Musings From A Musical Mind

Making Marriage Better

Do nothing from selfishness or empty conceit, but with humility of mind regard one another as more important than yourselves; Philippians 2:3

Today Greg and I were having one of our “discussions” in the “talking room” over coffee. We were discussing a very heavy topic – “Christ and the Church” which led to the topic of how it says in the Bible that “marriage” is to be a model of that concept. However – it is a poor example – especially in light of all the bad marriages in our world today. It would be like trying to explain how God is like our “loving Father” to someone who has been abused by her earthly Dad.

But I believe this is a “picture” – just a glimpse, if you will – of how God intended for marriage to be – even though we are imperfect and fail at His model – over and over again. Why do we fail at it? Because we are flawed human beings – everyone of us at the core is selfish and wanting our own way. Our hearts are incredibly wicked – holding in them, secrets that pull us in directions that are in direct contradiction to what was intended for us. We are “prone to wander” – and we do.

Because of this selfish, willful nature – we become imperfect mates to our spouse and vise versa. It goes against our nature to “submit” – or put our own desires aside and prefer our mate’s desires and wishes – over our own.

We have all seen this happen – either in our own relationship – or in someone close to us. Feelings are marginalized. People are not validated. A marriage that may have started out full of life and passion – loses something over time – feelings change – life happens – people grow apart doomed to lead very separate lives. Lifeless, dry and empty. We have all heard the saying if we have been Christ followers all of our lives – “we don’t believe in divorce – MURDER yes!! But not DIVORCE!” And life continues on that “happy” note – lives of “quiet desperation” – seeking fulfillment and understanding from somewhere else – or from someone else – people of like minds – who validate us and encourage us in our daily journey to try and understand the life that has been “tossed” at us – and the “feeling” that may have changed for one reason or another.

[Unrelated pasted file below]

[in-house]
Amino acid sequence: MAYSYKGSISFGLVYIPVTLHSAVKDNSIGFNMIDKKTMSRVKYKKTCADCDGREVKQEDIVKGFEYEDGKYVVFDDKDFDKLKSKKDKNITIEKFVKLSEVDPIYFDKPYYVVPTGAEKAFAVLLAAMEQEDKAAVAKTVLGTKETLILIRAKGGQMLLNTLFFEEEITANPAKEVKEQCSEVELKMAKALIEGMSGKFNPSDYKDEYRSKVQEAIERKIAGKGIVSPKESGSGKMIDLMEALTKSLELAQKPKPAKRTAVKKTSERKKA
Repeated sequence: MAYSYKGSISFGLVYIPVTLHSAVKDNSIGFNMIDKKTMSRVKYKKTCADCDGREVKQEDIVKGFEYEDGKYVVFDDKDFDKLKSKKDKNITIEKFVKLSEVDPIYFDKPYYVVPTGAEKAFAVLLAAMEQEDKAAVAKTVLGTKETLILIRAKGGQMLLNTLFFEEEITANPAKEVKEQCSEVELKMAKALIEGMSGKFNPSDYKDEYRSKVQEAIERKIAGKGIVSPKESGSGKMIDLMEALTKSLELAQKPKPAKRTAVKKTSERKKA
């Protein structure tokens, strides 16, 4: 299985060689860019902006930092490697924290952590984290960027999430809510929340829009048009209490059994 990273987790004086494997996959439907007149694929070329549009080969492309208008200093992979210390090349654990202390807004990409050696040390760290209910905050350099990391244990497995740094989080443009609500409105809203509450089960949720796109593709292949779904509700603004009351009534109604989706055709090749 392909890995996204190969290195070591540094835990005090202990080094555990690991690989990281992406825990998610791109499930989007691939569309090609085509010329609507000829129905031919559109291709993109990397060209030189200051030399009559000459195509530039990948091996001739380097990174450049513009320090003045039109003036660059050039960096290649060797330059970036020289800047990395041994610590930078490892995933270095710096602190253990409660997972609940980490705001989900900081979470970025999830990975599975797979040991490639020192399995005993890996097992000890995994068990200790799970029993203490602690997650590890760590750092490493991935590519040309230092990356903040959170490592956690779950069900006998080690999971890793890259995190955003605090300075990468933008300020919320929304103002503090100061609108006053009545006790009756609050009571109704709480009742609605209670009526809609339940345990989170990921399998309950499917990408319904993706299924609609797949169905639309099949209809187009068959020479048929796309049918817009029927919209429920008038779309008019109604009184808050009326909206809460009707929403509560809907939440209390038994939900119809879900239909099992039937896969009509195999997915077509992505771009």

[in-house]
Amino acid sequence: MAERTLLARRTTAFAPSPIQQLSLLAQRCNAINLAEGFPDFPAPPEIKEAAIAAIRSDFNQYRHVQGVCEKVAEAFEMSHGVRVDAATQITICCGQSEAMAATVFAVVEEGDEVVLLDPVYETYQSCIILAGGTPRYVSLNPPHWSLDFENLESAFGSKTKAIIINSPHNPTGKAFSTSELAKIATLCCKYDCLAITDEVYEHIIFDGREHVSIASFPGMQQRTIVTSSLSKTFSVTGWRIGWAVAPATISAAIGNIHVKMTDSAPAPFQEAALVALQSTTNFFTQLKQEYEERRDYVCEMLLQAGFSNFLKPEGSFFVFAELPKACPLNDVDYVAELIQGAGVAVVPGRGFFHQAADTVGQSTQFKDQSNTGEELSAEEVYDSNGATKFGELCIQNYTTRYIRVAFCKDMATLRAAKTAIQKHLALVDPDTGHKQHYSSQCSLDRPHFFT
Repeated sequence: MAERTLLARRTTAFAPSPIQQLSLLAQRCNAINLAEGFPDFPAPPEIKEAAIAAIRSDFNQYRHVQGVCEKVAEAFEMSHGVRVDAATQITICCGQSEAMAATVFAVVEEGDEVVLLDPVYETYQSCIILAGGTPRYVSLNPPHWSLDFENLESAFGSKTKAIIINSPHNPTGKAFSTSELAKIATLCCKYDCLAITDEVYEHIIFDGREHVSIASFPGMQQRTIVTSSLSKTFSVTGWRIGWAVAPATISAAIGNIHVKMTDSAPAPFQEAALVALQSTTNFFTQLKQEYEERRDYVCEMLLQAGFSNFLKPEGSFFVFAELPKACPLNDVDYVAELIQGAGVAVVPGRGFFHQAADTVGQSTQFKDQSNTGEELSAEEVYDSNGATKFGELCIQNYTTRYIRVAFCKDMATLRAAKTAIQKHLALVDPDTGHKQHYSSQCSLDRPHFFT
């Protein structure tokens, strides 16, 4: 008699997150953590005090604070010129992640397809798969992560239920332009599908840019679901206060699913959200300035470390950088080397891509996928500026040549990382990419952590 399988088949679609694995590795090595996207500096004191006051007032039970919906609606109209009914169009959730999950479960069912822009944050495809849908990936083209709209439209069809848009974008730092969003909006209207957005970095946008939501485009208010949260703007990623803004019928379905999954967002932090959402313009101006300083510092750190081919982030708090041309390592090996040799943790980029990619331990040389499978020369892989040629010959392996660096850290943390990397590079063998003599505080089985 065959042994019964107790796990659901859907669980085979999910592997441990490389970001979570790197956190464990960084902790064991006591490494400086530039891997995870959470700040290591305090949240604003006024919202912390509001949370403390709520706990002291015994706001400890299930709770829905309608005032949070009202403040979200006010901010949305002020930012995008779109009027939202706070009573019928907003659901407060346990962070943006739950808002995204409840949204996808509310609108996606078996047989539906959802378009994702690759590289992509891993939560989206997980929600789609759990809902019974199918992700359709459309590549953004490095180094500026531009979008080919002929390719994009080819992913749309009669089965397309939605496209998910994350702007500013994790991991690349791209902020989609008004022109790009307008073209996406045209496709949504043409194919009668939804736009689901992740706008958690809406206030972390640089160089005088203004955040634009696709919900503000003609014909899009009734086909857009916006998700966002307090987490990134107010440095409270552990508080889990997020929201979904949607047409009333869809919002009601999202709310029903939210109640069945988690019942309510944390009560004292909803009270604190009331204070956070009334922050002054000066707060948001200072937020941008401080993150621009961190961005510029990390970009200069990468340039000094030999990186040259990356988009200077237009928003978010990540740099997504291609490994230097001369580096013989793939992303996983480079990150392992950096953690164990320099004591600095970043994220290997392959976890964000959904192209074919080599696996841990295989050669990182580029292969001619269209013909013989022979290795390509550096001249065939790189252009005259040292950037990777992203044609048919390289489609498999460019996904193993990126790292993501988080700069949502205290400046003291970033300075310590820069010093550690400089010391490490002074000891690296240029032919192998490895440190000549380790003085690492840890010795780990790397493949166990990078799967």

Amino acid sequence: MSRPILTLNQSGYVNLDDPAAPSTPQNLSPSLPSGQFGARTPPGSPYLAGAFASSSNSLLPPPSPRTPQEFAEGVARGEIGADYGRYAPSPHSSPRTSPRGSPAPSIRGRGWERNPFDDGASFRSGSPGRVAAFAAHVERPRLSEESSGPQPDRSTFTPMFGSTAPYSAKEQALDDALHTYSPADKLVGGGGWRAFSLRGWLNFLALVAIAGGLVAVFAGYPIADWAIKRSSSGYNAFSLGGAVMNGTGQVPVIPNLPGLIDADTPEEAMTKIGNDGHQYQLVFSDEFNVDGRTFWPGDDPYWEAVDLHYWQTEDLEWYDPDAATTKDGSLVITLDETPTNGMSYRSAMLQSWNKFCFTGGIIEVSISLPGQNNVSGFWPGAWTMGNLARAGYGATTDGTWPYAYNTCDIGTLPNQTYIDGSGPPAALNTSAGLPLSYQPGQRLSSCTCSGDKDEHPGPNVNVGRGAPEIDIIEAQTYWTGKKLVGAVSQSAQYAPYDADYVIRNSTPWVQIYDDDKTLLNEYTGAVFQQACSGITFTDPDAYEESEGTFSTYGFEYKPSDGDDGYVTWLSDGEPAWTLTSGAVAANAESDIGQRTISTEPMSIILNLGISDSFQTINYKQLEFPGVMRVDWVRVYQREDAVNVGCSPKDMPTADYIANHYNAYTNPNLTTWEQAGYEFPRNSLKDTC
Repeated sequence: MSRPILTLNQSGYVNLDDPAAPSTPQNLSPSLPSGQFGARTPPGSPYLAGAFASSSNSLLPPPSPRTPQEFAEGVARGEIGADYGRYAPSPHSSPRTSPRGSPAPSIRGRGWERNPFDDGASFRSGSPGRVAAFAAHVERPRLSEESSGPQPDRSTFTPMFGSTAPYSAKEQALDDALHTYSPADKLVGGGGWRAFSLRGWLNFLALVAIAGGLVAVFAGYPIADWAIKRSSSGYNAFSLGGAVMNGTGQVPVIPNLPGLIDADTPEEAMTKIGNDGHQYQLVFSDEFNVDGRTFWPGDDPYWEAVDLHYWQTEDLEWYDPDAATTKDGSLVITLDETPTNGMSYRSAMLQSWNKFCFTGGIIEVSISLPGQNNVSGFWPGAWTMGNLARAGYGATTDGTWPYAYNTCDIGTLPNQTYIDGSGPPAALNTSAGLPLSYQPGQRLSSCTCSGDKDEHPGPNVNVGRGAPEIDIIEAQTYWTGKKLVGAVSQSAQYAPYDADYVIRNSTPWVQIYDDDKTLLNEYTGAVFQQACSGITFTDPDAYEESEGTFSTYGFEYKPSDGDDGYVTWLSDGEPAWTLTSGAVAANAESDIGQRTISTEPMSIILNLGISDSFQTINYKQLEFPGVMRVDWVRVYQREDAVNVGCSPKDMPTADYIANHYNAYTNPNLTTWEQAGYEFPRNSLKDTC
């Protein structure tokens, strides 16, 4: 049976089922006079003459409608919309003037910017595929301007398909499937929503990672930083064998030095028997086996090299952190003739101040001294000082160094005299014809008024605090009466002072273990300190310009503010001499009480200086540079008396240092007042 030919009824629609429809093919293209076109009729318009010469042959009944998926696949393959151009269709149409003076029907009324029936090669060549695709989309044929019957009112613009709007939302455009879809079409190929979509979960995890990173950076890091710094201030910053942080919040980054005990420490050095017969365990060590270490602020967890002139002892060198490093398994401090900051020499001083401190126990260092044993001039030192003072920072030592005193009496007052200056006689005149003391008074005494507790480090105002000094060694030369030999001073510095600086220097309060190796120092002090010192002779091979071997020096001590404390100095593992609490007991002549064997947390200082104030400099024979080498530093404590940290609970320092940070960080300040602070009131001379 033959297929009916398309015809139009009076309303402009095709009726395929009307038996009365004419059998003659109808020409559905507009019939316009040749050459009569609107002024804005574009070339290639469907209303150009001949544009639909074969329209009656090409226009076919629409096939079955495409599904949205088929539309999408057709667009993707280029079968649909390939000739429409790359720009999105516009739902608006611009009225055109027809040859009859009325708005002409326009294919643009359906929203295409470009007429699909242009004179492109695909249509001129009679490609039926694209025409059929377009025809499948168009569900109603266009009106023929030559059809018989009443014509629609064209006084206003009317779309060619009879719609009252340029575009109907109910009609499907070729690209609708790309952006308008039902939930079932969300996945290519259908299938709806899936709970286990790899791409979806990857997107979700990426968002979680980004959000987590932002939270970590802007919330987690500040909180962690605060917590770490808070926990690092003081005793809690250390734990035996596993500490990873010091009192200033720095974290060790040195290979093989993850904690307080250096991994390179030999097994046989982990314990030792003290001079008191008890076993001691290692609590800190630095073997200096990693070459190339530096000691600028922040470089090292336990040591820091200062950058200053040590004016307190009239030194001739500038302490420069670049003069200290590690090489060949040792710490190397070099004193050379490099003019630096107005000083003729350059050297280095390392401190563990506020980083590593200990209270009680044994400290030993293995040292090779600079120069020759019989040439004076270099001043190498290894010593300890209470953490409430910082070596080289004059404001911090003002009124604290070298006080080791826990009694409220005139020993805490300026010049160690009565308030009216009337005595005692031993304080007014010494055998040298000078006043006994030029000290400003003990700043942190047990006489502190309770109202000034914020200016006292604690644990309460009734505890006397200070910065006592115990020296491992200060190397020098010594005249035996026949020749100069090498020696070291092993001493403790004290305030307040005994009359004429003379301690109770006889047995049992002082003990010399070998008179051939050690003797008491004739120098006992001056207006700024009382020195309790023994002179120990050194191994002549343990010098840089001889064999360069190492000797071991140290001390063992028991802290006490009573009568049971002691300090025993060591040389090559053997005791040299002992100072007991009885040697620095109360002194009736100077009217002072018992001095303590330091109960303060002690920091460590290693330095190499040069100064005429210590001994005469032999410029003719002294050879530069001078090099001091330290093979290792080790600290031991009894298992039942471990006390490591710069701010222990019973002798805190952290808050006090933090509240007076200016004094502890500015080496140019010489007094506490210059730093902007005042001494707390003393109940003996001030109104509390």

But to “regard others as more important than yourselves” takes an act of my will. A daily discipline of my heart and mind. It means I still may want to have my own way – even hold things in my heart as a “secret” – but still – I will honor you – because I value you. I will even try to let go of those things that I want – and concentrate on loving you in the best way I can demonstrate it. And the “secret” things that I hold onto – the things I “stuff” so that you won’t see them – in time will not have as much of a hold on me anymore. And in time – by leading my heart – I will be able to let go of it entirely.

Ephesians 5:21,22

Submit to one another out of reverence for Christ

Wives, submit to your husbands as to the Lord.

This is such a key scripture. We do it because we reverence Christ – not because we always feel like it. And in doing so – we become more like that model that He originally set up for us. Christ loved the church and gave Himself up for her – how much more should we be willing to at least make an attempt at it?

Now do marriages fail in spite of this great principle? Yes. Usually because people lose sight of this model – are simply unwilling to submit to one another and give themselves – all of themselves – heart and mind in preference of the other. In those cases – there is usually no hope for that couple. And they usually live in a “cold war” situation – leading very separate lives – finding fulfillment elsewhere – or leaving the marriage entirely.

I want to challenge you today – just like you must be willing to be a friend in order to have friends – you must also be willing to prefer your mate over your own desires. It does not mean that you will hit the mark every time – that is impossible because we are human – but if our hearts are right – and we make the attempt to value that person in our lives – be the very best mate that we can be – then this is a start to making a better relationship – and a better marriage. Learn your mate’s “love language” and speak it to them every day. You will see a turn around very quickly in your own heart and attitude as you “serve” the other person in love – and you will find a sweet surprise of your own – that what you give away – will soon come back to you. And you will be blessed.